Ira continued to live on West 110th Street in upper Manhattan. He had a studio address on West 42nd Street in the early 1940s, but much of the growing amount of work he was doing for National/DC Comics was done in his home, or in the DC offices at 480 Lexington Avenue between 46th and 47th Streets.

Some time in the late 1940s, with his children grown and off to college, Ira took a staff position at DC Comics, going in every day to work there. It’s not known if he was paid a salary, or paid by the job as a freelancer, but the amount of work he did for DC increased around that time. The rare photo above shows him working at his desk with lettering pens in ink bottles behind him. Ira was 61 in 1955, when the picture was taken by his son Marty, who I was able to locate and contact in 2015. Marty said this about his father: 

He was a very caring, gentle, nice person. Nobody had a bad word to say about him. Growing up, my mother was the dominant person. My father would go along with it, and he took care of my mother very well. He was extremely modest. I remember him sitting at a desk, working at home. I remember him bringing me back comic books. Ira was very quiet at home. Very soft-spoken. He did painting and things like that. He didn’t talk about his work or school. I liked sports, my father really didn’t. I have no artistic ability. I never felt unhappy growing up. I never worried that we wouldn’t have money. Ira took care of the family. He was always there if I needed to ask him something, but that was it. I loved him as a son. 

From MORE FUN COMICS #125, Aug 1947
From DETECTIVE COMICS #161, July 1950

Ira’s lettering on story pages for DC began appearing in 1943, as best I can identify it, it’s possible he started earlier. Often it was a hard slog with far too much lettering on the page, as shown in the Batman and Robin story, but sometimes on humor, funny animal or the occasional fantasy tale like Jimminy, Ira was able to better use his creative talents. Ira lettered many thousands of pages and worked on practically every DC title and character at some point. A year by year overview is HERE. Ira was also assigned to letter the Superman newspaper strip in 1943, taking over from co-creator Joe Shuster’s brother Frank. He worked on the Batman newspaper strip starting in 1944.

From STAR SPANGLED WAR STORIES #131, Aug 1952
From ADVENTURE COMICS #192, Sept 1953
From ACTION COMICS #252, May 1959
From THE FLASH #123, Sept 1961

Ira’s cover lettering also began to appear in 1943 and increased year by year until, by 1949, he was lettering nearly all the DC covers, many of which also featured his logos. That would be the case until Gaspar Saladino started getting some of that work in 1963, and there was a gradual passing of the baton by the time Ira left the company in 1968. Ira’s lettering for covers was done larger and more carefully, and used a variety of fonts mostly pulled from Ira’s classic and Art Deco favorites. Murphy Anderson told me that Ira would work out each balloon and caption on a separate piece of tracing paper first before lettering it on art paper to be pasted onto the cover art. Ira’s distinctive balloons and captions, though rather sedate, were loved by readers like myself, and it created a DC house style that was instantly recognizable on newsstands, which I think increased sales of new titles.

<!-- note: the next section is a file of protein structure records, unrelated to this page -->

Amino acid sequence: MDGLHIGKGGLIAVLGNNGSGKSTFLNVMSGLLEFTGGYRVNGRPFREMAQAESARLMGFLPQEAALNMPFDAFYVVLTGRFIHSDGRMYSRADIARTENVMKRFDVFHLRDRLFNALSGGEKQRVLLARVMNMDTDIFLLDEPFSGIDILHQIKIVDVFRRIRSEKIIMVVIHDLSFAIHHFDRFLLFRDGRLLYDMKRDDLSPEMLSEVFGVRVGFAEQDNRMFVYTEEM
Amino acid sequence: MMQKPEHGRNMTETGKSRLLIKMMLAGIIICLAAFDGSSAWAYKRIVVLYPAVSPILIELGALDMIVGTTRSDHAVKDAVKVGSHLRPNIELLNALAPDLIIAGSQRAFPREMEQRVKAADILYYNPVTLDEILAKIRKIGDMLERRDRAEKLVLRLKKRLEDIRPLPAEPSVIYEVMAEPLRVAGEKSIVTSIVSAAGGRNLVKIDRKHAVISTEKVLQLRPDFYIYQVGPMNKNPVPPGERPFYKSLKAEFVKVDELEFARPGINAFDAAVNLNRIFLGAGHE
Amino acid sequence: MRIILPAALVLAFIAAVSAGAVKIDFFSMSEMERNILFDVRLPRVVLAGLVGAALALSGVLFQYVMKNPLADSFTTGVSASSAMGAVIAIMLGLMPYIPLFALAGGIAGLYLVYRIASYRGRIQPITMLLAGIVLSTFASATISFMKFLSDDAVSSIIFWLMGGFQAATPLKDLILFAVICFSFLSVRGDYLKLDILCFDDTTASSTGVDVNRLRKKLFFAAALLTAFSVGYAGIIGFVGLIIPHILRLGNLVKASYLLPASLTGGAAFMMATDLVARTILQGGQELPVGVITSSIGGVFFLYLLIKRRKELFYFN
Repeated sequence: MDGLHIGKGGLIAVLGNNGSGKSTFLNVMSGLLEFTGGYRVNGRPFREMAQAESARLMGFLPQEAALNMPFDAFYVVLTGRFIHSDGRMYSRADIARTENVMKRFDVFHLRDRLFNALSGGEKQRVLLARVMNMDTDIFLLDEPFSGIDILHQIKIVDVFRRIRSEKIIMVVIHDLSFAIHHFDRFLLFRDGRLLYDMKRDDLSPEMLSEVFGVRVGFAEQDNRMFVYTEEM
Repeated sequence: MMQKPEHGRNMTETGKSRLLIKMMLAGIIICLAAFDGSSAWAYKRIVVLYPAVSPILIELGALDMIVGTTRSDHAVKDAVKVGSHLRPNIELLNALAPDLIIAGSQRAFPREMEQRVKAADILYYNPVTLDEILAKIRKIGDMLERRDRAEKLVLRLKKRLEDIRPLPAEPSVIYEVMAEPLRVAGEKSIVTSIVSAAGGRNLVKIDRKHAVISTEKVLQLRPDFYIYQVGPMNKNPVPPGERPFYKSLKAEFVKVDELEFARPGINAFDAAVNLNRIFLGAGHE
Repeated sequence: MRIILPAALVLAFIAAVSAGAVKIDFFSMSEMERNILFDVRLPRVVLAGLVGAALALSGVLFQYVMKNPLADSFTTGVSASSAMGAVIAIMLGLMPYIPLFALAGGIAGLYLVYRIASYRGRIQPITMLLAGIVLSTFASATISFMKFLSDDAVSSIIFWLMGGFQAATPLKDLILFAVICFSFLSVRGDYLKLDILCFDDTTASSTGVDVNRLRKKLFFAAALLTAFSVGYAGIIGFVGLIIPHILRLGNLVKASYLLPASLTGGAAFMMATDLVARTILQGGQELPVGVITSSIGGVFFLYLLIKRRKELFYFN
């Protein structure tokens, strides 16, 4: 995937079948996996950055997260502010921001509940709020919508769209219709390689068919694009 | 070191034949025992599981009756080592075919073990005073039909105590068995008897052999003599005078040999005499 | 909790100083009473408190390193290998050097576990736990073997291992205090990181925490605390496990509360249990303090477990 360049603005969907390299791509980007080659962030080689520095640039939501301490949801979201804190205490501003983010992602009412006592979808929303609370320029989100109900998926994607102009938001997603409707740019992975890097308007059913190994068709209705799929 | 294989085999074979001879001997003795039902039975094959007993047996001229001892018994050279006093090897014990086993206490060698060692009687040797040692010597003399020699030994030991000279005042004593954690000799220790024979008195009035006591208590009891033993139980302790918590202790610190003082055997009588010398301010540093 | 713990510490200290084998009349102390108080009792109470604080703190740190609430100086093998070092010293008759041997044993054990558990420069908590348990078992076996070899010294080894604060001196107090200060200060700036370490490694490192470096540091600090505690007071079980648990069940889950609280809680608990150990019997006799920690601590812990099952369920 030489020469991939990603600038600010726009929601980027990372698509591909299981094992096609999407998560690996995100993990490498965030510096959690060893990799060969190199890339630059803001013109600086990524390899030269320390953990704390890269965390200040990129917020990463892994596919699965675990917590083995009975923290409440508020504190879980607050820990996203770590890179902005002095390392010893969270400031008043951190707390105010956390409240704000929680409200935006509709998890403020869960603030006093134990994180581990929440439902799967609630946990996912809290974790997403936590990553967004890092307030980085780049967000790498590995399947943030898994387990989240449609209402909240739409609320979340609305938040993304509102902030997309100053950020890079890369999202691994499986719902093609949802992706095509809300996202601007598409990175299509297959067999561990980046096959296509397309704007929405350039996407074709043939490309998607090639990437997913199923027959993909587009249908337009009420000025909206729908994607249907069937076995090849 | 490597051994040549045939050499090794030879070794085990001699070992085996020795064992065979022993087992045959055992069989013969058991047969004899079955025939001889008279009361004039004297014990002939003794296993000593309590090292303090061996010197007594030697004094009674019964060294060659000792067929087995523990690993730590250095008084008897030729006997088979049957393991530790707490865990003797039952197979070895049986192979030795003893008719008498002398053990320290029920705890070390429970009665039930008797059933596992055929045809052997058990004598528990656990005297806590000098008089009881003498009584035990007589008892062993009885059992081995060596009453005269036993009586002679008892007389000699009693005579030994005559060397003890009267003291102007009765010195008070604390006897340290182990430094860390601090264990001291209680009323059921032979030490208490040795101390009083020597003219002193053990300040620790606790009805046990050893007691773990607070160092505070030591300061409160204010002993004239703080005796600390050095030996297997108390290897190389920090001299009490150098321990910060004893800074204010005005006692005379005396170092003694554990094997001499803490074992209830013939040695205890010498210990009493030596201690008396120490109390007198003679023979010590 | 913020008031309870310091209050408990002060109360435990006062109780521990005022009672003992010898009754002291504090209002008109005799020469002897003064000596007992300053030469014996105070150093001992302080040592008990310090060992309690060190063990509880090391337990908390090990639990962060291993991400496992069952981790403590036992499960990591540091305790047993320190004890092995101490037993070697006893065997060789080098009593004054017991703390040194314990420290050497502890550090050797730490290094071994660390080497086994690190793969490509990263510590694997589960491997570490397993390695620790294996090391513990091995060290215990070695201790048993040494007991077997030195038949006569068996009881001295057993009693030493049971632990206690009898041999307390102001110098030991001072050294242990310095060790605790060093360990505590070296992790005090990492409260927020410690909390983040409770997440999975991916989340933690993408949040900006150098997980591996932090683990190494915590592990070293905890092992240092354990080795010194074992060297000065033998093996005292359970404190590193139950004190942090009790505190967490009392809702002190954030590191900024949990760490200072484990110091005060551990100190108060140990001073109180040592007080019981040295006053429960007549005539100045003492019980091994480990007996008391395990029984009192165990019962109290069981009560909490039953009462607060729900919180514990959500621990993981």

From STRANGE ADVENTURES #159, Dec 1963

Here’s a close look at Ira’s lettering from a STRANGE ADVENTURES cover that I used to own. Even at this large size it’s remarkably clean and regular, and the open title has an Art Deco flavor. Note Ira’s distinctive lower case “E” in that title, a style he used often. Perhaps Ira’s most creative work for DC was his many house ads, below are some of my favorites.

Once you opened 1950s and 1960s comics from DC and paged through them, it was impossible to miss the exciting house ads designed by Ira. I’ve found hundreds of these full-page ads designed to encourage readers to buy other titles from the company, as well as many half-page and third-page ones. Especially on the full-page ads, Ira was able to utilize his show-card lettering skills to make nearly any title and topic exciting. The copy or text of the ads was probably written by the editors, then it was up to Ira to sell it to readers, and he did a superb job. His house ads were so appealing they created frustration for comics fans who couldn’t find those comics! Note how masterful the layouts are, and the use of black. Ira’s talent was never so visible as here. It was his chance to shine.

DC House Ad from 1962 by Schnapp

In 1949, Ira revised the circular company logo known as the DC Bullet, as seen in the house ad above, with the previous version inset. 

Comics Code Seal courtesy of the Comic Book Legal Defense Fund

And in 1954, Ira designed the Comics Code Authority seal of approval that began appearing on the comics of many publishers that year and the next. It was the result of criticism being aimed at comics for content unsuitable for children, and was meant to assure parents the books overseen by the CCA would be child-appropriate. Ira’s DC Bullet appeared on every cover until 1970, and the code seal remained in use at many publishers until the CCA was disbanded in 2011. The latter may be Ira’s best-known work after the Superman logo.

From THE INFERIOR FIVE #2, May-June 1967, with credits enlarged in insert, image courtesy of Mark Evanier